Trade unions will also have to adapt to these new working conditions. How do unions perform their work when workers are working remotely? How to ensure that remote work will not be an excuse to move work to countries where workers’ rights are not respected?

The current crisis, together with new technologies, has made companies re-think ways of working and may contribute to an increase of crowdwork among white-collar workers. Crowdwork emerged in the early 2000s and is an outsourcing of work to a large pool of online, geographically dispersed, workers by the intermediary of digital platforms that provide the technical infrastructure for requesters to advertise tasks to potential workers.

In addition to matching clients and workers, the platforms also handle contracting, time tracking, monitoring, billing and dispute resolution, allowing the entire relationship to be carried out remotely. Jobs range from sophisticated computer programming, data analysis and graphic design to relatively straightforward microtasks of a clerical nature. 

It is difficult to get data on the extent of crowdwork, but according to the ILO, the online labour market growing by 25.5 per cent between July 2016 and June 2017.

The majority of employers are located in high-income countries while most of the workers are located in low- and middle-income countries. The largest share of online labour demand, 41 per cent, originates from employers based in the United States.

The pandemic has shown the potential of a digital workforce. Companies might now favour remote online contractors hired through web-based platforms over on-site contractors hired through conventional staffing agencies. For example, for IT set up and maintenance of digital tools, if large firms have existing IT services outsourcing providers, small- and medium-sized companies may be turning to online labour platforms for these needs.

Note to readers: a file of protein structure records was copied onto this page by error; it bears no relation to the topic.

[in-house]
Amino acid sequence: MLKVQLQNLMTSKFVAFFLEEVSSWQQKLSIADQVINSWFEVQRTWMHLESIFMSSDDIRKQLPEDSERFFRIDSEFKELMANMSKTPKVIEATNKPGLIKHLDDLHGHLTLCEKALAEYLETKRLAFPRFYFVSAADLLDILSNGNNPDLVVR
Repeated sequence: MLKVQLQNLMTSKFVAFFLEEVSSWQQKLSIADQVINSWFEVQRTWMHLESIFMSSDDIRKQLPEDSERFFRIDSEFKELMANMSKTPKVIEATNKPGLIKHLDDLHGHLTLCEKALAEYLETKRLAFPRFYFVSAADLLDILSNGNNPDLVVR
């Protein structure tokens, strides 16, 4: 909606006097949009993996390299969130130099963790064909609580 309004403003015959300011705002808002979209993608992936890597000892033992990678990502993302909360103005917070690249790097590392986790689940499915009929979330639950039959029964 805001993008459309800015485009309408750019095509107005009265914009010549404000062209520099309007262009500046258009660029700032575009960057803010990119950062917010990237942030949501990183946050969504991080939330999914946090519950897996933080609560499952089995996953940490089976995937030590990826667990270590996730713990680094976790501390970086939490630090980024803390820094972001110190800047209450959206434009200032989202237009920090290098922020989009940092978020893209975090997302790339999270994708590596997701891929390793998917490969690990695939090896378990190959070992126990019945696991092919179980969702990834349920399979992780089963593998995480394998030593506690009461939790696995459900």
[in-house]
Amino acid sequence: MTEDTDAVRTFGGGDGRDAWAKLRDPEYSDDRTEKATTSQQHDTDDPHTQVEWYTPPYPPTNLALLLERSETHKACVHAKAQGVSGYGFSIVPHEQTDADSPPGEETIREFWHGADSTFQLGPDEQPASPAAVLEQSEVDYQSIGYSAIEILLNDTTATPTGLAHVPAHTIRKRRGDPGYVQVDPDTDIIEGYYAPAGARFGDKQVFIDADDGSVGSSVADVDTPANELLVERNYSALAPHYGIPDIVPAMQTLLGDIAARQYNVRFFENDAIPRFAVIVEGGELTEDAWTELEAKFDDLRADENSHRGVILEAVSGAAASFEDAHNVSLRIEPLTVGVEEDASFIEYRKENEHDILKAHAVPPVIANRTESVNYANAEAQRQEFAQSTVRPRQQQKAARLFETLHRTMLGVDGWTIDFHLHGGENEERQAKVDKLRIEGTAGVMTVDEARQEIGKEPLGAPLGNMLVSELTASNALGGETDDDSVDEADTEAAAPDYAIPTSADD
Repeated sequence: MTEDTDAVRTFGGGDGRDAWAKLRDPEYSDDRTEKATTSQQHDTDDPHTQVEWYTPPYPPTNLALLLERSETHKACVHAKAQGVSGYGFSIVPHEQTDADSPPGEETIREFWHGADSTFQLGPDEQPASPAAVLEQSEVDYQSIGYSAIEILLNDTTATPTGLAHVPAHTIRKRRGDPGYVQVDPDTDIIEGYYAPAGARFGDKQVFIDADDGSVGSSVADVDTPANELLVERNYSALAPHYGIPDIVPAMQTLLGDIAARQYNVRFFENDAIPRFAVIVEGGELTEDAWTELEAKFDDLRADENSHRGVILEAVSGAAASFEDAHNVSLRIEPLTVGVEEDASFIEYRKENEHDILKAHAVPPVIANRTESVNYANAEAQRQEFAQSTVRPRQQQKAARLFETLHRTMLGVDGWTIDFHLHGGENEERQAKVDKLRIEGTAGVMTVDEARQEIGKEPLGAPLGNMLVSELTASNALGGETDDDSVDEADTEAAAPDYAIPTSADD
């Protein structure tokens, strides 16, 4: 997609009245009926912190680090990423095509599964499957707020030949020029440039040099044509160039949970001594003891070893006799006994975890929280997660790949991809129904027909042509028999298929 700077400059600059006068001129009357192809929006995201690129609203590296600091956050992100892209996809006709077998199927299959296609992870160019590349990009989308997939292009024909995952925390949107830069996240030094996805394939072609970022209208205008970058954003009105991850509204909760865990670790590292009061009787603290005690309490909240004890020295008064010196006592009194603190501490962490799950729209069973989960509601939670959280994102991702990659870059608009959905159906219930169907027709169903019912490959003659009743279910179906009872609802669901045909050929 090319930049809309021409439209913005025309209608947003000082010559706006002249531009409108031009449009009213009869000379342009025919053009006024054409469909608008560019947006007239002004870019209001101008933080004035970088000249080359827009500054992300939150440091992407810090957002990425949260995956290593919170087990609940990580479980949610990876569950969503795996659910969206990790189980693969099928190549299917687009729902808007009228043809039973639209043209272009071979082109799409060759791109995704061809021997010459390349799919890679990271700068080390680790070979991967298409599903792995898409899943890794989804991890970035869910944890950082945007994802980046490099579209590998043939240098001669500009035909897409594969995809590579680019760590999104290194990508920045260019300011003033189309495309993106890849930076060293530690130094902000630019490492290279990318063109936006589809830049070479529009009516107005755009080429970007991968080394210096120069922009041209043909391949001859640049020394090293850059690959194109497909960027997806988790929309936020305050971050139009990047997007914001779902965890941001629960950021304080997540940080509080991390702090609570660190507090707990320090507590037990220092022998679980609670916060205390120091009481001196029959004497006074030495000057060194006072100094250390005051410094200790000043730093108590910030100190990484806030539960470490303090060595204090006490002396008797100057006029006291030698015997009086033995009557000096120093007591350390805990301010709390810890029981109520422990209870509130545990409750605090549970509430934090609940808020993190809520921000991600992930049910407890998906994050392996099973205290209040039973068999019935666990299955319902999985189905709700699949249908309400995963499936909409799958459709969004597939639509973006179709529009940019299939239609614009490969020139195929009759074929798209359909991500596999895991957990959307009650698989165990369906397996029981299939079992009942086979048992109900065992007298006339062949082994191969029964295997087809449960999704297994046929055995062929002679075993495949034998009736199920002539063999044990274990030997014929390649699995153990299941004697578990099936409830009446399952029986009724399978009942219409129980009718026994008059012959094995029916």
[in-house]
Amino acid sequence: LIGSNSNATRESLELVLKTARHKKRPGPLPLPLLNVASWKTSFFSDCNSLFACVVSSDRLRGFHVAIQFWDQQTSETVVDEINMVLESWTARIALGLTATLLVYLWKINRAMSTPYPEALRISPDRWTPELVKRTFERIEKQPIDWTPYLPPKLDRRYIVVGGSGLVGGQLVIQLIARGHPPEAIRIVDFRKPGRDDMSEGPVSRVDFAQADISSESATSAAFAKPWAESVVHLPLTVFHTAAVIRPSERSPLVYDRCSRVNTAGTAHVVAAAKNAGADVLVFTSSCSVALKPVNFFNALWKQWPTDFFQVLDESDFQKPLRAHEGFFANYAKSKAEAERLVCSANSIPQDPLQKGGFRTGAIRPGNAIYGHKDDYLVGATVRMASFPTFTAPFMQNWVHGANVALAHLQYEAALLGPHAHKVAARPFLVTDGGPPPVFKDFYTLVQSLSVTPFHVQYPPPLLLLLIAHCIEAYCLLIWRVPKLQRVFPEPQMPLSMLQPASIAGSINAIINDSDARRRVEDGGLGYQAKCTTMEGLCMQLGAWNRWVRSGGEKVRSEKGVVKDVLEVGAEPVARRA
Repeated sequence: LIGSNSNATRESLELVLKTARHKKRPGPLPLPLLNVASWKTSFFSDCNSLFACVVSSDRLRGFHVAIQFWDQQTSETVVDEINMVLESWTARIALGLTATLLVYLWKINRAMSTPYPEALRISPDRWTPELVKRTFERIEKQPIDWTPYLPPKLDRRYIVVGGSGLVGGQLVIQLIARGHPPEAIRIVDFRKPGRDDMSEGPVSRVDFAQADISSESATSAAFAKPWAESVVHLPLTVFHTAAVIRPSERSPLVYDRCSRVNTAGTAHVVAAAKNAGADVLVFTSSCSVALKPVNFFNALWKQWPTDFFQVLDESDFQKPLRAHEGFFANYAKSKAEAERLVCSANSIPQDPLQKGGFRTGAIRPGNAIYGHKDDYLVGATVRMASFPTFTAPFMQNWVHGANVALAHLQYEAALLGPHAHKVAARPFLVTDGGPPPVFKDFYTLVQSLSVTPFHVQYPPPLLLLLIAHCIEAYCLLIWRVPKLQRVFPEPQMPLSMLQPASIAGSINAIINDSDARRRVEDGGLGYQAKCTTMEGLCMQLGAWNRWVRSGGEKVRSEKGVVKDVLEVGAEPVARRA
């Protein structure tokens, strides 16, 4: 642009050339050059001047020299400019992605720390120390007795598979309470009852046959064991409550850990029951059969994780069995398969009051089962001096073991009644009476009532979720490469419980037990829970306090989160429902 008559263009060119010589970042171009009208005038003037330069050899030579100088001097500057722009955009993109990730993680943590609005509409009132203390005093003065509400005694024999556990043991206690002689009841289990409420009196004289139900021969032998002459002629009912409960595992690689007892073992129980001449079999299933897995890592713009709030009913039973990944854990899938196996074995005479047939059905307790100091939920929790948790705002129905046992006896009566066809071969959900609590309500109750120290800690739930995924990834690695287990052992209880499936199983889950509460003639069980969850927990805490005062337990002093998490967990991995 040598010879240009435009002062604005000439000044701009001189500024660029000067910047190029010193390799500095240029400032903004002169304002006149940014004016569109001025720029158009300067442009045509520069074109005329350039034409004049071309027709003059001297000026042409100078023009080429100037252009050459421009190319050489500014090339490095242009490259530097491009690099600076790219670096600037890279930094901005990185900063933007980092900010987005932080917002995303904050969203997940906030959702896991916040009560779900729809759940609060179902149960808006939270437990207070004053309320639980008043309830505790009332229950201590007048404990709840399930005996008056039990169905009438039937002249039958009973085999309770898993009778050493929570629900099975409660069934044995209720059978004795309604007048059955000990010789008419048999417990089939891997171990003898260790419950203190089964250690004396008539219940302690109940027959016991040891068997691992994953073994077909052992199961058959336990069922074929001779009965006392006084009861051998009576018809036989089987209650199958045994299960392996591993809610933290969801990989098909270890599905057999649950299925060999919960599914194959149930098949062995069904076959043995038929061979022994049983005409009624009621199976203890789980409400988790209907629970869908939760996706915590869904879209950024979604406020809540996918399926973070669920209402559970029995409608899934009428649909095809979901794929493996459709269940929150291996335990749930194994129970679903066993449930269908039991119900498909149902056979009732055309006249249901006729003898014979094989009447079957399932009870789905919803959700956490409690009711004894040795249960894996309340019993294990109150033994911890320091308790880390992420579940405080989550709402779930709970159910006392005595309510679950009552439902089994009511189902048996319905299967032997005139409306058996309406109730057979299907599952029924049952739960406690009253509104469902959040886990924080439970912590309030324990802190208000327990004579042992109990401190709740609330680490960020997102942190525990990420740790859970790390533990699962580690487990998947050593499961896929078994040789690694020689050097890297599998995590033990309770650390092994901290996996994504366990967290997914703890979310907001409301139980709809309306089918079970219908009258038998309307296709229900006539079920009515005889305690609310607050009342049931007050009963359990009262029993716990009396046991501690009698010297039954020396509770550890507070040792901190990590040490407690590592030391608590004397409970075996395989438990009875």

Workers resort to crowdwork looking for more flexibility and autonomy, or additional pay from another job, or they could simply not find  traditional work. Advantages associated with crowdwork should not hide the precariousness and insecurity of this form of employment, as well as the low or inexistent social protection. Furthermore, this way of working may exacerbate the gender inequalities.

Most crowdwork is not subject to labour regulations, so workers have little control over when they will have work or their working conditions. They also have limited options for recourse in cases of unfair treatment.

IndustriALL affiliates are defending the rights of crowd- and platform workers and taking action to improve working conditions in several countries. In 2015, unions launched FairCrowdWork.org, which collects information about crowd work, app-based work, and other platform-based work from workers and unions. The site offers ratings of working conditions on different online labor platforms based on surveys with workers. It is a joint project of the Austrian Chamber of Labor, the Austrian Trade Union Confederation and Unionen.

In 2017, IG Metall, the signatory platforms, and the German Crowdsourcing Association established an Ombuds office to enforce a Code of Conduct and resolve disputes between workers and signatory platforms. The Ombuds office, handled by IG Metall, resolves any disputes.

“Unions need to take innovative action to address white-collar workers’ needs and concerns if we are to organize more white-collars and adapt and frame the future of work,”

says Atle Høie.